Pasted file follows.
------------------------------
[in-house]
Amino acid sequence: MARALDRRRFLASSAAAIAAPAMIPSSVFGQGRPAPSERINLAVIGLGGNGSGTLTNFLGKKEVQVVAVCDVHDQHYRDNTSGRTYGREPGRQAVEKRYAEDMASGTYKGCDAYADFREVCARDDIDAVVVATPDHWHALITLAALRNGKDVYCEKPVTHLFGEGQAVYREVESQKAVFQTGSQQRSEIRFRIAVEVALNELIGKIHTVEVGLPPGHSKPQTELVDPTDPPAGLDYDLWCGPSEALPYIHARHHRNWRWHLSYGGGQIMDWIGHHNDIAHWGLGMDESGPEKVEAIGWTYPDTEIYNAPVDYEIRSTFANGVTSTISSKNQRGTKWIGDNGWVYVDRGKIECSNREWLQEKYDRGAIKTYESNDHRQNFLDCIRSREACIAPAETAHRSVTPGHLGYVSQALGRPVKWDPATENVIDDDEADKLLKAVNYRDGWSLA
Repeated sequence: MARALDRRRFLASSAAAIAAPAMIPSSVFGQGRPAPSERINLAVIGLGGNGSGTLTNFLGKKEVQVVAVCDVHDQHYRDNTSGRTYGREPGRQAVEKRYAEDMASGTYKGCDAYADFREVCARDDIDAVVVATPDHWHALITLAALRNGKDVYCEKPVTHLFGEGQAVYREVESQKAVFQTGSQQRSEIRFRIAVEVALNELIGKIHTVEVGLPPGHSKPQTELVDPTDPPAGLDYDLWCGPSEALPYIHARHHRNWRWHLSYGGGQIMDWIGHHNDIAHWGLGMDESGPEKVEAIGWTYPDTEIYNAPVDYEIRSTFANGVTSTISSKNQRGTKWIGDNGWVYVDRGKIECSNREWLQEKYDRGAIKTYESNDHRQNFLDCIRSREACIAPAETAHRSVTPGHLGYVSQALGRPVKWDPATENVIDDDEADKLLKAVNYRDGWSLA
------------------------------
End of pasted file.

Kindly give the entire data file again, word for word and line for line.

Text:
[in-house]
Amino acid sequence: MARALDRRRFLASSAAAIAAPAMIPSSVFGQGRPAPSERINLAVIGLGGNGSGTLTNFLGKKEVQVVAVCDVHDQHYRDNTSGRTYGREPGRQAVEKRYAEDMASGTYKGCDAYADFREVCARDDIDAVVVATPDHWHALITLAALRNGKDVYCEKPVTHLFGEGQAVYREVESQKAVFQTGSQQRSEIRFRIAVEVALNELIGKIHTVEVGLPPGHSKPQTELVDPTDPPAGLDYDLWCGPSEALPYIHARHHRNWRWHLSYGGGQIMDWIGHHNDIAHWGLGMDESGPEKVEAIGWTYPDTEIYNAPVDYEIRSTFANGVTSTISSKNQRGTKWIGDNGWVYVDRGKIECSNREWLQEKYDRGAIKTYESNDHRQNFLDCIRSREACIAPAETAHRSVTPGHLGYVSQALGRPVKWDPATENVIDDDEADKLLKAVNYRDGWSLA
Repeated sequence: MARALDRRRFLASSAAAIAAPAMIPSSVFGQGRPAPSERINLAVIGLGGNGSGTLTNFLGKKEVQVVAVCDVHDQHYRDNTSGRTYGREPGRQAVEKRYAEDMASGTYKGCDAYADFREVCARDDIDAVVVATPDHWHALITLAALRNGKDVYCEKPVTHLFGEGQAVYREVESQKAVFQTGSQQRSEIRFRIAVEVALNELIGKIHTVEVGLPPGHSKPQTELVDPTDPPAGLDYDLWCGPSEALPYIHARHHRNWRWHLSYGGGQIMDWIGHHNDIAHWGLGMDESGPEKVEAIGWTYPDTEIYNAPVDYEIRSTFANGVTSTISSKNQRGTKWIGDNGWVYVDRGKIECSNREWLQEKYDRGAIKTYESNDHRQNFLDCIRSREACIAPAETAHRSVTPGHLGYVSQALGRPVKWDPATENVIDDDEADKLLKAVNYRDGWSLA